Republican Party on Tax Reform

Party Platform


OpEd: 1986 tax reform was bipartisan; 2017 reform isn't

[In a speech this week promoting proposed 2018 tax cuts], Trump lavished praise on Reagan's tax reform, which he once called a 'catastrophe.'

One might wonder why Trump reversed himself. The answer is, he really hasn't. Republicans have used the aura of the 1986 Tax Reform Act to promote their tax-cut plans. But what they have in mind now is quite different. The 1986 Tax Reform Act was a bipartisan law, which did not reduce revenue to the government, and actually increased the effective tax rate paid by the rich by eliminating special treatment for capital gains and other tax breaks for the rich. Some Democrats have offered to support legislation along those lines, but the Republican leadership has outright refused.

It's not clear whether Trump realizes the law he praised at length [this week] is the same one he previously accused of destroying the American economy.

Source: New York Magazine on Trump Administration promises , Aug 30, 2017

Line in the sand: no tax increases (focus on spending)

Republicans say their line in the sand is "no tax increases." I'm glad so many Republicans are talking tough about the problem being overspending, not under-taxation. I've been making that case since 1995. If these same Republicans, who continue to vote for more spending, had been as resolute since 1995, the problem would be much easier to solve. Every dollar of deficit spending Republicans backed--along with Democrats--was a deferred tax increase. Our present challenges prove that deficits do matter.

Source: The Debt Bomb, by Sen. Tom Coburn, p. 56 , Apr 17, 2012

56% oppose raising taxes on earnings over $250,000

Older people with some accumulated equity can find an economic downturn very menacing because governments at all levels spend more on programs to help working-age families. Will governments respond by hiking levies on the more economically comfortable? Many Tea Party people are acutely worried that the answer will be yes. [One participant] reports a strong fear among Tea Partiers that they may be asked to pay higher taxes in the future, a result consistent with our fieldwork experience.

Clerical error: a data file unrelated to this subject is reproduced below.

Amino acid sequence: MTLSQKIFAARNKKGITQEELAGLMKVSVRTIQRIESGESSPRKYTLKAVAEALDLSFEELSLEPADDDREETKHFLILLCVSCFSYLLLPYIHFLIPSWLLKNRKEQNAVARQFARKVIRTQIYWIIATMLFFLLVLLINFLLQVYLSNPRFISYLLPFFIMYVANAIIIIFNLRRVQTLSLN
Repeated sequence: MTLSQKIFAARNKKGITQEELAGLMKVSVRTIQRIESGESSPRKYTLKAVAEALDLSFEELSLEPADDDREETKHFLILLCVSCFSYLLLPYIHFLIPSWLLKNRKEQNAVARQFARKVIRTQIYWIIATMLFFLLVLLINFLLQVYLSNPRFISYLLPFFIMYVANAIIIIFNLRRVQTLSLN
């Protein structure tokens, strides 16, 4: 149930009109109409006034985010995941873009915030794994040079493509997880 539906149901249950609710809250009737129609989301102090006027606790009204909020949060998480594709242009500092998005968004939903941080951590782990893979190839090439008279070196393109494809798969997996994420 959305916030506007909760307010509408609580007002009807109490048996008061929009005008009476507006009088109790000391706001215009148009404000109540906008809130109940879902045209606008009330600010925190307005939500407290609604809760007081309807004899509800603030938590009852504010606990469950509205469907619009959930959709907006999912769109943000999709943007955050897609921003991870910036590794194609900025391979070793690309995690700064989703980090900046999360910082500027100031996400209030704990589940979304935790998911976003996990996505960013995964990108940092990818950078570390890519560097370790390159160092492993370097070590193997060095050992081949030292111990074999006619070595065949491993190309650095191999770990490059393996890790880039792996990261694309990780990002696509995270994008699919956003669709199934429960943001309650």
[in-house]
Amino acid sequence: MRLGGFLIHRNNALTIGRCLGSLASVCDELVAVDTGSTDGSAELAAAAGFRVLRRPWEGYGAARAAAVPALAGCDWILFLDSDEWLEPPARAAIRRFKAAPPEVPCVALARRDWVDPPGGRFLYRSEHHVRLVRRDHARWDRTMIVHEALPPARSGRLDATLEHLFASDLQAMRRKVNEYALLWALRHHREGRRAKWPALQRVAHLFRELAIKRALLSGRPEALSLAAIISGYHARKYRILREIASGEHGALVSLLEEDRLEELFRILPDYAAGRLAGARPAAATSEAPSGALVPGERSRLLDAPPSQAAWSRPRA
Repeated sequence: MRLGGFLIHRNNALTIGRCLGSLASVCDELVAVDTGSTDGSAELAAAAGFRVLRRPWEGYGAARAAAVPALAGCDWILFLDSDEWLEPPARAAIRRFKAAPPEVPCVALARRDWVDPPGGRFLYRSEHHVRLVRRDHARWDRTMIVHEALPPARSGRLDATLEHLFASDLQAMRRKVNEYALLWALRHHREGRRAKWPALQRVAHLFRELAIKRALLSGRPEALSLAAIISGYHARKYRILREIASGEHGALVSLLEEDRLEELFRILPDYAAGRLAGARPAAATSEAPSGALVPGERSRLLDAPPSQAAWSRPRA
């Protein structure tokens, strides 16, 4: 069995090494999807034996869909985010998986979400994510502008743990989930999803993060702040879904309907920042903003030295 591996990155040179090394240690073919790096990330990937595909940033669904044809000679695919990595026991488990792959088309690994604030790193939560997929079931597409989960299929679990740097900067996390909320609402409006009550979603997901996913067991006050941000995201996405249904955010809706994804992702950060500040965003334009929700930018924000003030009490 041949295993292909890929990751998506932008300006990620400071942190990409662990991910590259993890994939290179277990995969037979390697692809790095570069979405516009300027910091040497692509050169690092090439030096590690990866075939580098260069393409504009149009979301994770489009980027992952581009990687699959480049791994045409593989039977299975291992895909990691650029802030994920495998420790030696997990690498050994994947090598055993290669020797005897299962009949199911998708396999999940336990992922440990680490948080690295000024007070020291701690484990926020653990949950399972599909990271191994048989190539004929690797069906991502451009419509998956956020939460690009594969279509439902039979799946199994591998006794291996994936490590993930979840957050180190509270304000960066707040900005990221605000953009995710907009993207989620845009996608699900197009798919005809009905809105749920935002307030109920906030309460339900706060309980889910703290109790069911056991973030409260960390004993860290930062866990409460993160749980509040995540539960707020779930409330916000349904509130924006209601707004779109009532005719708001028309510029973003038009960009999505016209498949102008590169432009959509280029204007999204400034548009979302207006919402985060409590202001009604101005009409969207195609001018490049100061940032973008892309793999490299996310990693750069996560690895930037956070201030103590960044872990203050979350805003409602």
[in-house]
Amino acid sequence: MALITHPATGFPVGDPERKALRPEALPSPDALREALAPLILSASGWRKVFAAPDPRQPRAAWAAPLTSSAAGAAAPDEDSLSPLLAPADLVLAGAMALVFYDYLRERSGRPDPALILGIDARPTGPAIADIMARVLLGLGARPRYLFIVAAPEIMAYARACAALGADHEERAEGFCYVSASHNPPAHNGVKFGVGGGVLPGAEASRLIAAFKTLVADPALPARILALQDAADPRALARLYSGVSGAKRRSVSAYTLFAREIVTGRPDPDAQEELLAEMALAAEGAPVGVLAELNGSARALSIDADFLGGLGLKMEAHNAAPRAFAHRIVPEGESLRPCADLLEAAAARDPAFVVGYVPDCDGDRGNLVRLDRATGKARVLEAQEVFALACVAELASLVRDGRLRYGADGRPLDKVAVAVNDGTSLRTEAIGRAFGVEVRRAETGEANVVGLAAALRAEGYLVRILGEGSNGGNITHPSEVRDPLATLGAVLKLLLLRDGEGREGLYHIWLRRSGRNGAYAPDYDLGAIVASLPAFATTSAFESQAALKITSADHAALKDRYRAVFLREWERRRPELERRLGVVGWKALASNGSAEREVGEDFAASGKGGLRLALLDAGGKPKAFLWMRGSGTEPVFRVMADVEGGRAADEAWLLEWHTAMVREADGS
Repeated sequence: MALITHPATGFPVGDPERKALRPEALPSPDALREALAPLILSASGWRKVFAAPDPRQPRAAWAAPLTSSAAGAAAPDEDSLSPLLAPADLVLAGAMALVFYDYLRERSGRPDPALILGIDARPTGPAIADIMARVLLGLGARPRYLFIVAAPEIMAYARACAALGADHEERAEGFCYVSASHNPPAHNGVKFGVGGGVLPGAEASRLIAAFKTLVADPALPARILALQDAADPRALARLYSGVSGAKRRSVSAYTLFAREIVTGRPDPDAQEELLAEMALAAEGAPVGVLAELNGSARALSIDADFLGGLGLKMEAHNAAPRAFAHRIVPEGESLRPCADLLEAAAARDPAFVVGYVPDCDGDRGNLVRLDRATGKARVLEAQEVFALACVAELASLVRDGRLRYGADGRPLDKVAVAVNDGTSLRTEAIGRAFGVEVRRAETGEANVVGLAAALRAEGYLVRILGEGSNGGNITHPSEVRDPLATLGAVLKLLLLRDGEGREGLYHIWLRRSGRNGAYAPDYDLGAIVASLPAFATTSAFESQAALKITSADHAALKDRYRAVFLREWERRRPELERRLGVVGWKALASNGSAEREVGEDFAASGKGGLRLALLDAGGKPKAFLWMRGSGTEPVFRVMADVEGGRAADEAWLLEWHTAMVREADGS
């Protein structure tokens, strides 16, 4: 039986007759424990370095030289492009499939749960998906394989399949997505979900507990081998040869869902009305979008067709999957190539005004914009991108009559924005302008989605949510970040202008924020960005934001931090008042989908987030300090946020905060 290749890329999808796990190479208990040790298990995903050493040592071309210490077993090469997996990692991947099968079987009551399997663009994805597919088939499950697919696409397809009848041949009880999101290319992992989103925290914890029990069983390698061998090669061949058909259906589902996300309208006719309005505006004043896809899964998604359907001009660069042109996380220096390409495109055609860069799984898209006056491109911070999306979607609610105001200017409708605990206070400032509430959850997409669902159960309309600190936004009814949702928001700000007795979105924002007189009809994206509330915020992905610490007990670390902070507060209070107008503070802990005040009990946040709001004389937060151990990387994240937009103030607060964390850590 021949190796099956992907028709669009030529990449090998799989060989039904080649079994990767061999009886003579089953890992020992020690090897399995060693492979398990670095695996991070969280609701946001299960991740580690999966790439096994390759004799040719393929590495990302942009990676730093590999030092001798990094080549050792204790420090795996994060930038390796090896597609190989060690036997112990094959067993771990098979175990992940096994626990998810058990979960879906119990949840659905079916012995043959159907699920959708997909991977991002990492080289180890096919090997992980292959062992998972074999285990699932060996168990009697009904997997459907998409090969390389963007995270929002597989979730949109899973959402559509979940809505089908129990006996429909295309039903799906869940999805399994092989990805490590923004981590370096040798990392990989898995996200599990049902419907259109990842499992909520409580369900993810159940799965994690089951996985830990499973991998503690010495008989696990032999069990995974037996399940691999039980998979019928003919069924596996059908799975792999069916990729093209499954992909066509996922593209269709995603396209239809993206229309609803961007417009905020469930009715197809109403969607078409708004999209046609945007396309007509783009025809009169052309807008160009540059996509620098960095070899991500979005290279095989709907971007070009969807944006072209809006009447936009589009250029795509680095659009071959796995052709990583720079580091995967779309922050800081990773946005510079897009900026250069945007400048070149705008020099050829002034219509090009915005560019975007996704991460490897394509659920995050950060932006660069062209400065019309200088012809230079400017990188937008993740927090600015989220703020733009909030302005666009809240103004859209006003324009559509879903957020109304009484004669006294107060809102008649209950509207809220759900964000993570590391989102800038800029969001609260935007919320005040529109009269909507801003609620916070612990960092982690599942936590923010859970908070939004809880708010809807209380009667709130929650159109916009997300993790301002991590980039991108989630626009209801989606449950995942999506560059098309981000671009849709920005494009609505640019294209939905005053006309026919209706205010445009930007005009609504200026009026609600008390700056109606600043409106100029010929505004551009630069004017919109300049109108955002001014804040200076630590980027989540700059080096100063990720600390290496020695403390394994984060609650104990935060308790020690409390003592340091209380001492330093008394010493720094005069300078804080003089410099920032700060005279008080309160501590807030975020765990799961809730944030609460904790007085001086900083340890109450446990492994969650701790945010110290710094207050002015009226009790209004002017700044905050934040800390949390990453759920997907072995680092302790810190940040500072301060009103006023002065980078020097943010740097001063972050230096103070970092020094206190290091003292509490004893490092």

Tea Partiers' dread of tax hikes even surpasses the usual level at which Republicans worry about and oppose tax increases. 80% of Tea Partiers oppose raising taxes on Americans making more than $250,000 a year, a number that far exceeds the 56% of non- Tea Party Republicans who are opposed to such levies. Even compared to fellow conservatives, Tea Partiers are especially worried about the political response to the economic downturn--which helps explain why the Tea Party outburst happened when it did.

Source: The Remaking of Republican Conservatism, p. 31 , Jan 2, 2012

Cut taxes to stimulate economy and help families

Source: Republican Platform adopted at GOP National Convention , Aug 12, 2000

Tax cuts & low interest rates lead to home ownership

Low interest rates open up more housing opportunities than any government program. Affordable housing is in the national interest. That is why tax reform should continue to encourage homeownership. We will turn over to communities abandoned HUD properties for urban homesteading, a citizen effort that has been successful in revitalizing neighborhoods. We affirm our commitment to open housing, without quotas, and we applaud the efforts by the housing industries to assure access for everyone.
Source: Republican Platform adopted at GOP National Convention , Aug 12, 2000

Repeal death tax & give tax break to care for elderly

We call for full repeal of the death tax. We support Governor Bush’s call for a 100 percent above-the-line tax deduction for premiums for long-term care insurance, recognizing and rewarding individual responsibility, and we welcome his proposal to allow an additional exemption for each elderly spouse, parent, or relative a family tends to in their own residence.
Source: Republican Platform adopted at GOP National Convention , Aug 12, 2000

Simplicity & fairness: 3 tax brackets with lower top rate.

Party signed tax simplicity & fairness: 3 brackets with lower top rate

Our Challenge Our tax code is a mess, and that's putting it lightly. Multiple brackets. High rates. Special interest breaks everywhere. Rules and regulations that are too complicated to understand. It costs more and more each year just to do your taxes, let alone pay them. All of this drags people down and leaves businesses buried in paperwork and compliance problems. So instead of promoting growth, our tax code is pushing jobs overseas. And the agency charged with overseeing all of this--the IRS--has repeatedly violated the trust of the American taxpayer.

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Page last updated: May 05, 2021